• ChainOfThought

    Recording Question

    When you guys double-track guitars, do you record twice through without touching the settings at all, or do you use two different tones?

    In my last few recordings I've used 4 different guitar patches, two for each side.  Basically I'd use a different cab or different EQ settings or one with a screamer one without, etc etc.  Is that the way to go, or just record straight through twice with the same patch/tone?

    • CaptainNorwegia

      When I recorded my band, I used the exact same amp patch from Amplitube. Then again, we play really lazy punk rock :P

       

      Best advice I can give you is experiment. See what fits best for the song. 

      Reply
    • Tsinthegame

      When I record with my band, we generally keep the same settings for the rythm guitars, but make sure to change guitars for the same tracks (usually at least one guitar with passive pickups and one guitar with EMG pickups). Then we adjust the settings for the leads. Most of the time leads are all with the same guitar for that track (even if we double tracks). After that, if we feel there is something missing in the mix, we might add another guitar. 

      Reply
    • Jeff K.

      There not a specific right or wrong answer here. It depends on what you're going for. that having been said, double tracking two guitars with identical settings will often cause phase cancellation (where the waveforms of the two signals overlap and cancel each other out). Your tone and signal levels will suffer. I always try making some adjustments to differentiate the sonic characteristics (EQ helps), even a slight amount.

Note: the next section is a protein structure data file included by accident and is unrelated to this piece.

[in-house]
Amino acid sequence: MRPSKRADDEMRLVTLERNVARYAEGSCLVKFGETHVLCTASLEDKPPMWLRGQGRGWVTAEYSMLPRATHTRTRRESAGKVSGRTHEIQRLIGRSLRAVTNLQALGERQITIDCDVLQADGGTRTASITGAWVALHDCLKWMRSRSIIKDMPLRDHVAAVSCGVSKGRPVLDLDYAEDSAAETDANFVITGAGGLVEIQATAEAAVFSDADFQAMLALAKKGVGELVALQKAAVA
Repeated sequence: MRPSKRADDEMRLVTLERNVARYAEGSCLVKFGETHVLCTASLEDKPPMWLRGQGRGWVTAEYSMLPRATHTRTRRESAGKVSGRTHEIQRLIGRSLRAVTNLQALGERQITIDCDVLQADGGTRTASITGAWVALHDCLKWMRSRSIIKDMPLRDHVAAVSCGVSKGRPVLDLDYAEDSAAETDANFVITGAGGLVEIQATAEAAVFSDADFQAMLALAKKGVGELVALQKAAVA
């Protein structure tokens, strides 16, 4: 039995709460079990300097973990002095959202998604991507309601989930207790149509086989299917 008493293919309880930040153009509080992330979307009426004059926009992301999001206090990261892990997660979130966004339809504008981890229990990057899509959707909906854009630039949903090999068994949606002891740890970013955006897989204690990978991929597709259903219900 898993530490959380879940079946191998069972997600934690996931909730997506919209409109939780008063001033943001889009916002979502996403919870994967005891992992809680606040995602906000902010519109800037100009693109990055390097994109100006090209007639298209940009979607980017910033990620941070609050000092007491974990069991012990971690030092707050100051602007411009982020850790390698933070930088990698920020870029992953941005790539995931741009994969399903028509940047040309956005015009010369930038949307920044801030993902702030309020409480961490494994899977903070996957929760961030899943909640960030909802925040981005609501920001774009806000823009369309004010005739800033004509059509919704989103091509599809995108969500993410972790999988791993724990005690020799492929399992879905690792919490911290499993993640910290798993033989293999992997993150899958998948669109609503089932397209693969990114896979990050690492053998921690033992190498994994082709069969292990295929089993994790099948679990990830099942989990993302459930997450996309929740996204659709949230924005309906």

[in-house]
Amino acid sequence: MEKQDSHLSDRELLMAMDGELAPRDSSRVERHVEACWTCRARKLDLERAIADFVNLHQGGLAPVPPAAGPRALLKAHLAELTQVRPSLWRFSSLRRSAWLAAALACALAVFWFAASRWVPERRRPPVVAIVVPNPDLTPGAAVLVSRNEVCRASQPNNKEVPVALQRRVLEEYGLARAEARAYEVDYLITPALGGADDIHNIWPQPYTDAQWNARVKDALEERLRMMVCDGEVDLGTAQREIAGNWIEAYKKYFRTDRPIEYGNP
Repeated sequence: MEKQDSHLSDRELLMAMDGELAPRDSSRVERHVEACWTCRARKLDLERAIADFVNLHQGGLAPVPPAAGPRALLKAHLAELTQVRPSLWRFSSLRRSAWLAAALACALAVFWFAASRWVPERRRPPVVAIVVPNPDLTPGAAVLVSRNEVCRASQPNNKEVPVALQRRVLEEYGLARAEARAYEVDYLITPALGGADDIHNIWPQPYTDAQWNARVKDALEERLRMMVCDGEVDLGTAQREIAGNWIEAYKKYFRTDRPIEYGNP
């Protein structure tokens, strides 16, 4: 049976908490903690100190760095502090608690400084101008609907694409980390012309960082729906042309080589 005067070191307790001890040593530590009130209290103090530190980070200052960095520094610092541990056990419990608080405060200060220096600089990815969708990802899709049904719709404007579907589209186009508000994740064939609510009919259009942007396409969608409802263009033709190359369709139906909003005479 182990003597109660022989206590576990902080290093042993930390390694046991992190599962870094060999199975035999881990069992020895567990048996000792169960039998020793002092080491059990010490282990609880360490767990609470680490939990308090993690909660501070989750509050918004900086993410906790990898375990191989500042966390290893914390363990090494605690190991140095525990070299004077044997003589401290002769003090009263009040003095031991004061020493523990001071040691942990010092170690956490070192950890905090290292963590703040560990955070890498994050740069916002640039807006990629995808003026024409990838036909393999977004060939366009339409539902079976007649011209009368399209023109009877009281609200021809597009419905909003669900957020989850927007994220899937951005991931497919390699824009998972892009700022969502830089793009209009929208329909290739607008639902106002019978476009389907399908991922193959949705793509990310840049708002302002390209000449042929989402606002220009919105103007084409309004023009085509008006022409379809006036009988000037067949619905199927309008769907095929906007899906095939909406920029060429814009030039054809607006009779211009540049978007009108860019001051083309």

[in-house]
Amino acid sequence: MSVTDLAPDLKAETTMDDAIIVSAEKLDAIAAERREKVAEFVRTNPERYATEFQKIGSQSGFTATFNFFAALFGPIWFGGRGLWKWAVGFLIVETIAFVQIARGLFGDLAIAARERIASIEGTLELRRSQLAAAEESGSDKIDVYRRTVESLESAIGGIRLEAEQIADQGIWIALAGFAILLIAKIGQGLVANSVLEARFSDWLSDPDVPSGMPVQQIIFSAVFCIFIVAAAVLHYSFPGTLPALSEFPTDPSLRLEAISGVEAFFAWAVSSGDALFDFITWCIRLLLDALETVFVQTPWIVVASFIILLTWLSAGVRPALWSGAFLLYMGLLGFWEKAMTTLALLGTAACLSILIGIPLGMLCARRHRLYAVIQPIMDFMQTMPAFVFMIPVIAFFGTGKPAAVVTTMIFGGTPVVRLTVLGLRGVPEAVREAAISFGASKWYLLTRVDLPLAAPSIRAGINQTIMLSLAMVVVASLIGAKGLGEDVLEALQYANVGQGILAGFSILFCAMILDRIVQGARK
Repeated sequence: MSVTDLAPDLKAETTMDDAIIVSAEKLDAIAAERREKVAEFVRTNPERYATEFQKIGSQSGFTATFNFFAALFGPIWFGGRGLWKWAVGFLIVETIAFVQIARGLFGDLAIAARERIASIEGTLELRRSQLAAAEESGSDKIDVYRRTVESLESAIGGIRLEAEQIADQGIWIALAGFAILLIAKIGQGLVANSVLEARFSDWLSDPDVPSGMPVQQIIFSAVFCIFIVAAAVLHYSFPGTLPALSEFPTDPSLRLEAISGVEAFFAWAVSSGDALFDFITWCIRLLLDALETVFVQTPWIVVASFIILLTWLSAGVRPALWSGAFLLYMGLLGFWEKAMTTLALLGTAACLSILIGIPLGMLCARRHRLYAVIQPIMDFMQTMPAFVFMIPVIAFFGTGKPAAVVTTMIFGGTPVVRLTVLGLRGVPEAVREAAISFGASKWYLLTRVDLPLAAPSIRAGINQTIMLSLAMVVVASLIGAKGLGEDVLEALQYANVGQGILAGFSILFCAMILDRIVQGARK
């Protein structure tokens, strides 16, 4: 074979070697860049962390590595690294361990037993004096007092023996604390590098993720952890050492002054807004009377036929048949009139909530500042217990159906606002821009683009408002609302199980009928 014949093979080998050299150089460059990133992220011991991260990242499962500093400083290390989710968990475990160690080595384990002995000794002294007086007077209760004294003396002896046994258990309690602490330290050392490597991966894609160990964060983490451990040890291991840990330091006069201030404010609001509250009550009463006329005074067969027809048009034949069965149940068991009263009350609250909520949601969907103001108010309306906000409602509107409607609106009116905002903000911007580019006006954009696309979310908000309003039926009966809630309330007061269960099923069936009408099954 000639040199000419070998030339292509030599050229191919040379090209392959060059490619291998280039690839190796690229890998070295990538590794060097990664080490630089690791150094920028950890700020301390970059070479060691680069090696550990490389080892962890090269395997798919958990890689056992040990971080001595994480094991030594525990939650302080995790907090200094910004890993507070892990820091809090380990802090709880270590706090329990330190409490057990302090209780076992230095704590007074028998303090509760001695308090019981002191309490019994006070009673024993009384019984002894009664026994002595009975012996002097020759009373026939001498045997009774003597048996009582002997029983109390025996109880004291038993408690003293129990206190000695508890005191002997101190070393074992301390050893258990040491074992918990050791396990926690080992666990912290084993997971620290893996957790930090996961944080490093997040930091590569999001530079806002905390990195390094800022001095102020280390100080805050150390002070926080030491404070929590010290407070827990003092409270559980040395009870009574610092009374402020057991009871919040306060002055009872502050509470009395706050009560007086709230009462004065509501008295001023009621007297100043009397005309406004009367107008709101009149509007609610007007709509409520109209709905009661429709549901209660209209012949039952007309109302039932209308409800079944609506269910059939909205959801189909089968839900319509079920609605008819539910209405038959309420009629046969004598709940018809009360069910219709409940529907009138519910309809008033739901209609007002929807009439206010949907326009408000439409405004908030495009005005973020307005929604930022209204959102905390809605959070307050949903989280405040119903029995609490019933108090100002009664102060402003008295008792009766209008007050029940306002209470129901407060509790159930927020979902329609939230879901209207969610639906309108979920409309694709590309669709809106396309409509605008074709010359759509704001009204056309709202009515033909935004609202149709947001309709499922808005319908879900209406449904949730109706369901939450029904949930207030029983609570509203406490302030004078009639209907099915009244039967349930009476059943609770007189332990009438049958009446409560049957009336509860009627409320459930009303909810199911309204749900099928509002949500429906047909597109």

Reply
      • nwright

        This is not true.  Using the same di tracks and reamping through 2 different amps can cause phase issues...using 2 mics on one amp can cause phase issues.  But using the same amp and exact same settings on each track will not produce those phase issues.  

         

        Also if you pan 2 different takes hard left and hard right there is no way there could be phase issues anyway because the signals would never cross. .. one is on the left channel,  one on the right. 

    • KFW

      Track with two different tones, and it'll give you a wider stereo image. How different the tones are is up to you--sometimes I'll just throw a tubescreamer on one side but keep the tones otherwise the same, or I'll make them completely different.

       

      But there really isn't a rule, just try it both ways and see what you think sounds better.

      Reply
    • ChainOfThought

      Yeah....everything is preference I know.  Was more looking for just the, 'well how do YOU do it' (which was also provided, so cool).

       

      I need to fork out the cash for a new interface so that I can effectively re-amp on my pod...or possibly just some RCA cables for my current interface.  Would make all of this so much easier.

       

      That said, I've slapped together a couple tones and recorded some sloppy tracks for one of my songs with the HD now and its already leaps and bounds away from the XT without any post processing at all.  So I'm a happy dude.

      Reply
    • Blake

      I changed amps and guitars. Sometimes just amps. I was pleased with both results really. But tracking the exact same thing twice seems redundant. If doing it once wasn't good enough, doing it exactly the same can't possibly add much more than volume that you could just get by bumping it up a db. For reference, here's how I concocted my favourite overall result:

       

      1st take: ESP Eclipse FT with EMG 81, into Triaxis/2:90/Mesa Trad cab. Ran LD2 yellow with a graphic EQ (slight smiley face). Thick low mids, high gaIn tone, tight and percussive. This was the POWAH. 

      2nd take: Heritage H-150 Les Paul with SD59 into same rig on LD2 red (recto) with the fat mod, no graphic EQ. More mids and some highs, lows weren't really cut at all as they had a totally different response, much looser and more natural. But this produced a great tone, lots of recto roar, added some "fwhoom" to the big power chords.